Montevallo is an excruciatingly-typical urban dance album that does Molly-laced grinds up against every single worn out trope of the velvet-roped, indirect-lighted, $15 cocktail club scene and the music thereof. Aside from the banjo in the song “House Party,” the steel guitar in “Single for the Summer,” and the sentiment in “Break Up In A Small Town,” this ten-song LP is a product of the pop/EDM world 100%.
This is the type of gaming of the country music term that has become typical over the past couple of years. Label managers looks for what they perceive as vacancies in the marketplace and interject manufactured stars to fill them. Hey, claiming rap and rock as country has been quite lucrative, so why not just launch your own EDM star and make believe it’s organic and erudite for the genre. Sam Hunt showed up into Nashville as a songwriter, and not a terrible one at that. But his most valuable asset revealed itself to be a willingness to make himself a blob of silly putty for marketing executives to fashion into whatever monster they so choose. Not that Sam doesn’t have his own motivations of money and stardom, or even sonic inspirations to take his music in this direction. If Sam Hunt’s music can make it in country, literally any type of music that exists on the planet can, and be successful enough where it tops the charts. This is not hyperbole. This is proven by Sam Hunt’s success.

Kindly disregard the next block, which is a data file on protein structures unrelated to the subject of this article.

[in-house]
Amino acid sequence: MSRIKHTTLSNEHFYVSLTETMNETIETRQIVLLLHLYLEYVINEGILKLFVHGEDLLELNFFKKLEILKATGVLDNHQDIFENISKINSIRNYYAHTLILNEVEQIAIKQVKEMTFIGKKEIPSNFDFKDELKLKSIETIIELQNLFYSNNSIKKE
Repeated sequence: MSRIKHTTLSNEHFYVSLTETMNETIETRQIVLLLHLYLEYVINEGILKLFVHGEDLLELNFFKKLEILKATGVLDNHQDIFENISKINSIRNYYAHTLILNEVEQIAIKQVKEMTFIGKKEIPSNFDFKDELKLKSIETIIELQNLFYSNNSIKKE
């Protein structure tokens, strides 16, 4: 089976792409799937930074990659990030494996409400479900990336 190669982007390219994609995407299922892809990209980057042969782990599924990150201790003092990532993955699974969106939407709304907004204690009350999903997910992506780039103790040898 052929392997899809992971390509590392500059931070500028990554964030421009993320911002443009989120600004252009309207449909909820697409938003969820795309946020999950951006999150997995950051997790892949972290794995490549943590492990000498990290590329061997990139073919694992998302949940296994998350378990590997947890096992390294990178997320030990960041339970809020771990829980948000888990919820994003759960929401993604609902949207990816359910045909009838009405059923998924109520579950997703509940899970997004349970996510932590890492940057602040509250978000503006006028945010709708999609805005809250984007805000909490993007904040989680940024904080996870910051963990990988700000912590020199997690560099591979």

Montevallo sits down in a space occupied by young white affluent to semi-affluent Americans that frequent the glitzy clubs of the shallow “see and be seen” world. Its lack of breadth and unifying emotional sentiments are striking. The songs “Break Up In A Small Town” and “Take Your Time” make use of the awful trend in EDM of talking verses in hushed tones, and transitioning over to heavily-infused Auto-Tuned singing towards the end. Jealousy and other signifiers of the under-maturated late-teen, early 20-something world are big players on Montevallo in songs like “Ex to See” and “Make You Miss Me,” while drum machines, DJ scratches, and synthesized accoutrements are featured unflinchingly. Though these things may be new to country, they come across as typical, if not tired elements of the EDM/dance world that has generally moved on to more complicated structures. Montevallo feels dated and unimaginative even in its native genre.
About the only saving grace of Sam Hunt and Montevallo is that the dude genuinely does not seem like the type of waste of human flesh that some of pop country’s other worst offenders embody. Sam Hunt seems more misguided. Similarly, a lot of these songs aren’t heavily-offensive to the ear on their own. The only reason to call them offensive is because they’re being called country—the same conundrum cast against Taylor Swift early in her career. The other question is why a 29-year-old is singing about the emblematic behavior of young adults just now exploring their legal right to drink?